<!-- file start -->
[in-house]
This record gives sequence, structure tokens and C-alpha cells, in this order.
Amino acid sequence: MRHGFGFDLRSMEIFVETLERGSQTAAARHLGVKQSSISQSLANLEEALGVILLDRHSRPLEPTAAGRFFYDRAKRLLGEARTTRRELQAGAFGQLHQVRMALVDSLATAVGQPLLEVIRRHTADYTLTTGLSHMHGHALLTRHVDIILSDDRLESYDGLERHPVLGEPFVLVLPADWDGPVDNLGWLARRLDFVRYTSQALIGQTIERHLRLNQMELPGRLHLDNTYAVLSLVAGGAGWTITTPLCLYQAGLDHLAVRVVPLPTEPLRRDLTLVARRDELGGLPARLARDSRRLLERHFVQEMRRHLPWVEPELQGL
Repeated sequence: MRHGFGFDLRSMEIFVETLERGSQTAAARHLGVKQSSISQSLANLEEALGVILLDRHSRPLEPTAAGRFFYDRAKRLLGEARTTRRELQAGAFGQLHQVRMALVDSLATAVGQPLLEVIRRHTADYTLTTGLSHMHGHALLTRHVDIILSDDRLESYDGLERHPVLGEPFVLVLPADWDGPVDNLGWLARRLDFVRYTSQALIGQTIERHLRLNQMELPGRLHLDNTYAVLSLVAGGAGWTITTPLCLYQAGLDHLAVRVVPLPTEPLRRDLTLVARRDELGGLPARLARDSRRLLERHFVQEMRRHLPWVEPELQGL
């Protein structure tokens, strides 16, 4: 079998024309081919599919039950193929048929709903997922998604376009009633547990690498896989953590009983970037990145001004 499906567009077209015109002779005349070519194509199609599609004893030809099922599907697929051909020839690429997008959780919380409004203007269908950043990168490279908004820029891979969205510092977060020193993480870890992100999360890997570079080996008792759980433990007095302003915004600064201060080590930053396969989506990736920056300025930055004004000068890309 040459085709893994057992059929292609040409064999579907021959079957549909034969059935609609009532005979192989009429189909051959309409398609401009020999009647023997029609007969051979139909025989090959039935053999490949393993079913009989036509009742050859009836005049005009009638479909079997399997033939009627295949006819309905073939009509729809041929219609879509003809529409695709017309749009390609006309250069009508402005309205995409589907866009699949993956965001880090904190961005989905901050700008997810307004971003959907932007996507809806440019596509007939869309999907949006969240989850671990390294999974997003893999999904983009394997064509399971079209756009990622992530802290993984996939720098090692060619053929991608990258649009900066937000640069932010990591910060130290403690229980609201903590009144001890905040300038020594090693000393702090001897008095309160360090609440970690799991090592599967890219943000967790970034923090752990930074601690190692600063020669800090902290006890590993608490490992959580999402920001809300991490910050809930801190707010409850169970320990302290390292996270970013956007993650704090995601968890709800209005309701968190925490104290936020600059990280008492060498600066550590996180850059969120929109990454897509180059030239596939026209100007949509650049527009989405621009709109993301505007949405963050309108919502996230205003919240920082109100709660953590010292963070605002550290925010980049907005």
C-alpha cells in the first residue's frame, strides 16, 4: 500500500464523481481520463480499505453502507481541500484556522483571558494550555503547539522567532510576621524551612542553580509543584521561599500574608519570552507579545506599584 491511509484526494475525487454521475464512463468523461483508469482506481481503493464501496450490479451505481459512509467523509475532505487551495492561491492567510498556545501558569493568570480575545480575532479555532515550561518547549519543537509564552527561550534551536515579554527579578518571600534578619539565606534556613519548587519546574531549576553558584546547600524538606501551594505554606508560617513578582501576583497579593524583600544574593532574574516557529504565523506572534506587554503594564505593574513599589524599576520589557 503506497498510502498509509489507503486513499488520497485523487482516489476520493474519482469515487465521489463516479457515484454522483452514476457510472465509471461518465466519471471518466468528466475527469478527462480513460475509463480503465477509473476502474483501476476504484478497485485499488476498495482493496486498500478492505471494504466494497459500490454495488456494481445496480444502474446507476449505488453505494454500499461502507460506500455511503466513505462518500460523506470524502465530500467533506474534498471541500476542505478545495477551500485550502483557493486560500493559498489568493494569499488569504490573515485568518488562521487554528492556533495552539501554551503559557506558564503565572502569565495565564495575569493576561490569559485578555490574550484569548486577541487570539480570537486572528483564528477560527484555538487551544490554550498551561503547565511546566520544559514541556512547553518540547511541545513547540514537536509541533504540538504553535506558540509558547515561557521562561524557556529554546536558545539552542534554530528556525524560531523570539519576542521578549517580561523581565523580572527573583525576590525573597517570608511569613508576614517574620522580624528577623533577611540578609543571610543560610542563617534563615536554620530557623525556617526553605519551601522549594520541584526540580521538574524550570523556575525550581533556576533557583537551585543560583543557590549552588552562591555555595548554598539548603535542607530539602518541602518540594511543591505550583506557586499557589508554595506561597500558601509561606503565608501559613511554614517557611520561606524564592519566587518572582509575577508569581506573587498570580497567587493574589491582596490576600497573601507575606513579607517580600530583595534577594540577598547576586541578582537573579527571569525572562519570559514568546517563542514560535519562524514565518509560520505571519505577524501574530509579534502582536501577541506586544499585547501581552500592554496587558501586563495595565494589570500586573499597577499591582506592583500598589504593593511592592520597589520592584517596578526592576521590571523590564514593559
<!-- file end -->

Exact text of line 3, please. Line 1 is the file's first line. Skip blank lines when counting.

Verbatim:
Amino acid sequence: MRHGFGFDLRSMEIFVETLERGSQTAAARHLGVKQSSISQSLANLEEALGVILLDRHSRPLEPTAAGRFFYDRAKRLLGEARTTRRELQAGAFGQLHQVRMALVDSLATAVGQPLLEVIRRHTADYTLTTGLSHMHGHALLTRHVDIILSDDRLESYDGLERHPVLGEPFVLVLPADWDGPVDNLGWLARRLDFVRYTSQALIGQTIERHLRLNQMELPGRLHLDNTYAVLSLVAGGAGWTITTPLCLYQAGLDHLAVRVVPLPTEPLRRDLTLVARRDELGGLPARLARDSRRLLERHFVQEMRRHLPWVEPELQGL